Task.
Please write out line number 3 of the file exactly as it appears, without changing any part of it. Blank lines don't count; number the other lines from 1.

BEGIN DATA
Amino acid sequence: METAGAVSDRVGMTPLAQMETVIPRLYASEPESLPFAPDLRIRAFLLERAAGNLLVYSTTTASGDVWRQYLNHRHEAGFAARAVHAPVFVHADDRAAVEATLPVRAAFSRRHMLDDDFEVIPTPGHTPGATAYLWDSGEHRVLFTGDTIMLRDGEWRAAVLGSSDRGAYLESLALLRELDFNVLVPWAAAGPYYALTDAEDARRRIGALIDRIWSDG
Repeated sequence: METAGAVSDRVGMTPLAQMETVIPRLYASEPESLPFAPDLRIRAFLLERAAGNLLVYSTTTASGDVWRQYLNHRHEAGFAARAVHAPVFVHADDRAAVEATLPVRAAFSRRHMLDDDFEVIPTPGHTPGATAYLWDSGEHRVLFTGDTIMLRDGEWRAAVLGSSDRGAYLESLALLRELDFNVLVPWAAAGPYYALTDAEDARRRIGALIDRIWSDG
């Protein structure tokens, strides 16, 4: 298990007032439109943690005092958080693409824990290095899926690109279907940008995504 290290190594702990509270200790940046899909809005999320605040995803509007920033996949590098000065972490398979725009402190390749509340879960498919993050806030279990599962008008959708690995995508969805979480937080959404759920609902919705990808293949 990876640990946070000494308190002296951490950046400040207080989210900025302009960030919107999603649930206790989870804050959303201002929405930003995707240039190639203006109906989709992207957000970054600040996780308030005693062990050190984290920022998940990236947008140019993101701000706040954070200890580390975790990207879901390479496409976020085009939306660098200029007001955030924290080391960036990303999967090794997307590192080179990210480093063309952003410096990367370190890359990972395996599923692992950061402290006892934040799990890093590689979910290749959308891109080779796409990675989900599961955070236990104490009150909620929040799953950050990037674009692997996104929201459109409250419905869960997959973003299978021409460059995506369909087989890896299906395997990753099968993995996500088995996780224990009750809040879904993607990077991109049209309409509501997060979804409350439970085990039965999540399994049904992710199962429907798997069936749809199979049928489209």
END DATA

């Protein structure tokens, strides 16, 4: 298990007032439109943690005092958080693409824990290095899926690109279907940008995504 290290190594702990509270200790940046899909809005999320605040995803509007920033996949590098000065972490398979725009402190390749509340879960498919993050806030279990599962008008959708690995995508969805979480937080959404759920609902919705990808293949 990876640990946070000494308190002296951490950046400040207080989210900025302009960030919107999603649930206790989870804050959303201002929405930003995707240039190639203006109906989709992207957000970054600040996780308030005693062990050190984290920022998940990236947008140019993101701000706040954070200890580390975790990207879901390479496409976020085009939306660098200029007001955030924290080391960036990303999967090794997307590192080179990210480093063309952003410096990367370190890359990972395996599923692992950061402290006892934040799990890093590689979910290749959308891109080779796409990675989900599961955070236990104490009150909620929040799953950050990037674009692997996104929201459109409250419905869960997959973003299978021409460059995506369909087989890896299906395997990753099968993995996500088995996780224990009750809040879904993607990077991109049209309409509501997060979804409350439970085990039965999540399994049904992710199962429907798997069936749809199979049928489209």